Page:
Posts tagged with marine biology...
(Photo found here)
The Galapagos catshark (Bythaelurus giddingsi) is a species of catshark from the Galapagos Islands. The species was first discovered in 1995, and formally described in 2012. The Galapagos catshark is about a foot long, and it is colored brown with light spots. The Galapagos catshark is brown on top with light spots arranged in an asymmetric pattern. Other species of catshark either lack spots, or else have a spots arranged in a single line (Info).
“The earliest sharks date from more than 420 million years ago, before the time of the dinosaurs! The 400 species of modern sharks have evolved in various ways and scientists have classified them into the 8 major groups shown in this graphic. See how sharks fit into this family tree, from the most well-known sharks like the great white and tiger sharks, to the bizarre lesser-known sharks like the frilled shark, goblin shark and cookiecutter shark.”
Joseph // Source
A dead two-headed dolphin that washed ashore this week in Turkey is only the fifth-known case of conjoined twins in dolphins, experts say.
Marine Snow-Until about 130 years ago, scholars believed that no life could exist in the deep ocean. The abyss was simply too dark and cold to sustain life. The discovery of many animals living in the abyssal environment stunned the late 19th century scientific community. Major questions immediately emerged: How do deep sea animals obtain food so far from the ocean’s surface where plants, the base of the ecosystem, grow? Soon after World War II, scientists at Hokkaido University built an early submersible, named Kuroshio, to dive in the ocean north of Japan. Wherever they beamed a search light, they saw “snowflakes” dancing from the disturbance caused by the submersible. K. Kato and N. Suzuki named this phenomenon “marine snow.”
Marine snow is a continous shower of organic detritus that falls from the sunlit upper layers into the deep ocean. It consists of dead or dying animals and plants, fecal matter, and inorganic dust, clumped together in loose flocs. In the deep ocean it is consumed by a variety of animals or decomposes. Many marine snow “flakes” are sticky and fibrous like a crumbled spider net, and particles easily adhere to them, forming agregates. An aggregate begins to sink when it attracts fecal pellets, foraminifera tests, airborne dust, and other heavier particles. As it descends, more suspended particles are added, making the aggregate even heavier and thus faster moving.
Marine snow is a significant energy source and a mechanism for transporting carbon into the deep ocean (known as the biological carbon pump), allowing for life in the deep.
SHARKS ARE IMPORTANT, GUYS!
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The Indian glassy fish (Parambassis ranga), is a species of freshwater fish in the Asiatic glassfish family (Ambassidae) of order Perciformes (see this post). It is native to an area of south Asia from Pakistan to Malaysia. The Indian glassy fish has a striking transparent body revealing its bones and internal organs; the male develops a dark edge to the dorsal fin. The fish grows to a maximum overall length of 80 millimeters (3.1 in). It occurs in standing water, especially in impoundments, and it breeds prolifically during the rainy season. The Indian glassy fish is not important as a food fish for humans, but is very common in the aquarium trade. Formerly classified as Chanda ranga, the species is also known as the Indian glassfish, Indian glass perch, and Siamese glassfish. Indian glassy fish sold to hobbyists have often been “painted”, which involves injecting colored dye into the fish’s transparent tissue to make them more attractive to hobbyists. These colored fish are often called “disco fish”(see this post).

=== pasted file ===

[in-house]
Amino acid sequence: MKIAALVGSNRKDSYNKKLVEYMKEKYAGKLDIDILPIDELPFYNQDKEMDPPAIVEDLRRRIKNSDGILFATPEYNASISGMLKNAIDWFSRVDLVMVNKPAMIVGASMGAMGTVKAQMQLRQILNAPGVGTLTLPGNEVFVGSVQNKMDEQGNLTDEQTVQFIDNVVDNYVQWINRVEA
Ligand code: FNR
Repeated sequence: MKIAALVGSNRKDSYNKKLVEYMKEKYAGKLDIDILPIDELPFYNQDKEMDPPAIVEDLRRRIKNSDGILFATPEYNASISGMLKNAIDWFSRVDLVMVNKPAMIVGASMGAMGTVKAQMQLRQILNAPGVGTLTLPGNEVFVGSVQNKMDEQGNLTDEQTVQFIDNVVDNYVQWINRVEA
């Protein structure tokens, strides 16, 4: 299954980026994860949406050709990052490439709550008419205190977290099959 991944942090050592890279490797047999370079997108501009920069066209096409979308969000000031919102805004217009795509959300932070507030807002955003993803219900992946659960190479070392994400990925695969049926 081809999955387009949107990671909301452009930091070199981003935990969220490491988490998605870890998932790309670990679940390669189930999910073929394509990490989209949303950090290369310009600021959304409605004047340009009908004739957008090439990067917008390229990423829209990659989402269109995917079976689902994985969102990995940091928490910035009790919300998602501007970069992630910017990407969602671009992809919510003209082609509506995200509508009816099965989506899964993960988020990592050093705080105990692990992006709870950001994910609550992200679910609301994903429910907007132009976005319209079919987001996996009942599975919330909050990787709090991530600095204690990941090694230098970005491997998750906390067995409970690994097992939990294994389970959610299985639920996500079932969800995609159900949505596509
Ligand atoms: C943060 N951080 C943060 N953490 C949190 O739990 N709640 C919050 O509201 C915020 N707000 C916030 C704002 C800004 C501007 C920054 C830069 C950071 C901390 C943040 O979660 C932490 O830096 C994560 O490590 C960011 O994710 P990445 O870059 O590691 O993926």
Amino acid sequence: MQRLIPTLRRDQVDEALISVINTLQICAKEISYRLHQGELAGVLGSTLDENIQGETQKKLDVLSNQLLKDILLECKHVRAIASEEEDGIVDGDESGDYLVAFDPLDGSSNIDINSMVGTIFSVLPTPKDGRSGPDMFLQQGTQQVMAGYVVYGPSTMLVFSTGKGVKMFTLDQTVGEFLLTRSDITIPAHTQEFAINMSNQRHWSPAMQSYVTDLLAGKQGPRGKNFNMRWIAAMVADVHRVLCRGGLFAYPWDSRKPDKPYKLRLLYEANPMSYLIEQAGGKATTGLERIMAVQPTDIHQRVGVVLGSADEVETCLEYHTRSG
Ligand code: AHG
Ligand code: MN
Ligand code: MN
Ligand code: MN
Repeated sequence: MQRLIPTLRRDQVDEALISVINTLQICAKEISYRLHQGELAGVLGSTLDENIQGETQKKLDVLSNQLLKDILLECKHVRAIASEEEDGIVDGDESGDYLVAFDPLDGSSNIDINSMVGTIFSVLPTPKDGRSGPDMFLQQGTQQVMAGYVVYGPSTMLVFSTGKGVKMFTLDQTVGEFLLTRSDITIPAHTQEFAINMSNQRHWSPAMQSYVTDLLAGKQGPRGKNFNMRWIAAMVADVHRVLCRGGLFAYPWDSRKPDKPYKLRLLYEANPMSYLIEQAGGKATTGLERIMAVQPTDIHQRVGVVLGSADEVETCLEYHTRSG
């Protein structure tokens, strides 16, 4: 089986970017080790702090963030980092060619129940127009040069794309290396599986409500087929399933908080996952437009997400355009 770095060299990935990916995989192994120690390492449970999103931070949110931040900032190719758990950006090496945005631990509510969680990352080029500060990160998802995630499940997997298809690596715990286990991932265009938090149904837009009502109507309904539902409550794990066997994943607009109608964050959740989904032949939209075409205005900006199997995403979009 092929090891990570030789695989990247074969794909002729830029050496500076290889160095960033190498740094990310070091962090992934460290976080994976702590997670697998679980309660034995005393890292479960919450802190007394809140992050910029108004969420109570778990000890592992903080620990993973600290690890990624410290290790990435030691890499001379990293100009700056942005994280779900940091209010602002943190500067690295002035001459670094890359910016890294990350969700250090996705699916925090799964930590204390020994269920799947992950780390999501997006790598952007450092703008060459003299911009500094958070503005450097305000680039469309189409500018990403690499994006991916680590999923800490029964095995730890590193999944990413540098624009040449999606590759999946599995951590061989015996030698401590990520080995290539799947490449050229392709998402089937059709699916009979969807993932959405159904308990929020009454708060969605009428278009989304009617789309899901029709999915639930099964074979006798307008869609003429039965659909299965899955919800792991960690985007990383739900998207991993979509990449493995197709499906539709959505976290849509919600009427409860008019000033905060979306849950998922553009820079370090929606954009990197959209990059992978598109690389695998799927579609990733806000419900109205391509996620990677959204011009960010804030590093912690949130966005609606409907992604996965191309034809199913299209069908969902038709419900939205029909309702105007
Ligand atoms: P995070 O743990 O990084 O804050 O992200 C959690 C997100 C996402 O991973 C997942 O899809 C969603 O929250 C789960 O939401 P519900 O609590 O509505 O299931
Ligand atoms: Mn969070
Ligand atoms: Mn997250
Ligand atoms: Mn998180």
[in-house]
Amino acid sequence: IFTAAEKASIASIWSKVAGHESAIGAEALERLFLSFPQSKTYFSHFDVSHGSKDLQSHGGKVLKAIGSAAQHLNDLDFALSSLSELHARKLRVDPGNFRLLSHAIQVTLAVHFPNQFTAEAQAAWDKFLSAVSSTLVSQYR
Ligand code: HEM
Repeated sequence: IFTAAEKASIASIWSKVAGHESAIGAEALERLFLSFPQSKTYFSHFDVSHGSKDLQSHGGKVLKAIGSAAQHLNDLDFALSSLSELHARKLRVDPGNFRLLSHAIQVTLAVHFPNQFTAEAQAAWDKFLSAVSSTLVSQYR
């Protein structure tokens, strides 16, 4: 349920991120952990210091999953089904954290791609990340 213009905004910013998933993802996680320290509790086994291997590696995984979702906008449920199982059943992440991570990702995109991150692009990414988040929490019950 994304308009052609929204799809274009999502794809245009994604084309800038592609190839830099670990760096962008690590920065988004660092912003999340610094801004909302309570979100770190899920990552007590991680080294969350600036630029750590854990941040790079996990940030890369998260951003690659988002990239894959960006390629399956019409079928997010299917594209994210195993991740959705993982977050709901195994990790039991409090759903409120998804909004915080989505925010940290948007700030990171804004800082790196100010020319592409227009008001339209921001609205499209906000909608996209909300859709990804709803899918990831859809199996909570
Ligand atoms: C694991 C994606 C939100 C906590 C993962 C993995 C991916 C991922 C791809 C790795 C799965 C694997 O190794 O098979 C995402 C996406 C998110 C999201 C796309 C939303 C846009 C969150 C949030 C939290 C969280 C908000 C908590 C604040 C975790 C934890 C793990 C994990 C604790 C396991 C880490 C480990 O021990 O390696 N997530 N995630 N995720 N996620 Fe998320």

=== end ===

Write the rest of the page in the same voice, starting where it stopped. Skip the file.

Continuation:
(Photo found here)
The blue whale (Balaenoptera musculus) is a marine mammal belonging to the suborder of baleen whales (called Mysticeti, see this post). Blue whales are the largest animals ever known to have lived on Earth. These magnificent marine mammals rule the oceans at up to 100 feet (30 meters) long and upwards of 200 tons (181 metric tons). Their tongues alone can weigh as much as an elephant. Their hearts, as much as an automobile.
Blue whales reach these mind-boggling dimensions on a diet composed nearly exclusively of tiny shrimplike animals called krill (see this post). During certain times of the year, a single adult blue whale consumes about 4 tons (3.6 metric tons) of krill a day. Blue whales are baleen whales, which means they have fringed plates. Blue whales look true blue underwater, but on the surface their coloring is more a mottled blue-gray. Their underbellies take on a yellowish hue from the millions of microorganisms that take up residence in their skin.
Blue whales live in all the world’s oceans occasionally swimming in small groups but usually alone or in pairs. They often spend summers feeding in polar waters and undertake lengthy migrations towards the Equator as winter arrives. Blue whales are among the loudest animals on the planet. They emit a series of pulses, groans, and moans, and it’s thought that, in good conditions, blue whales can hear each other up to 1,000 miles (1,600 kilometers) away. Scientists think they use these vocalizations not only to communicate, but, along with their excellent hearing, to sonar-navigate the lightless ocean depths.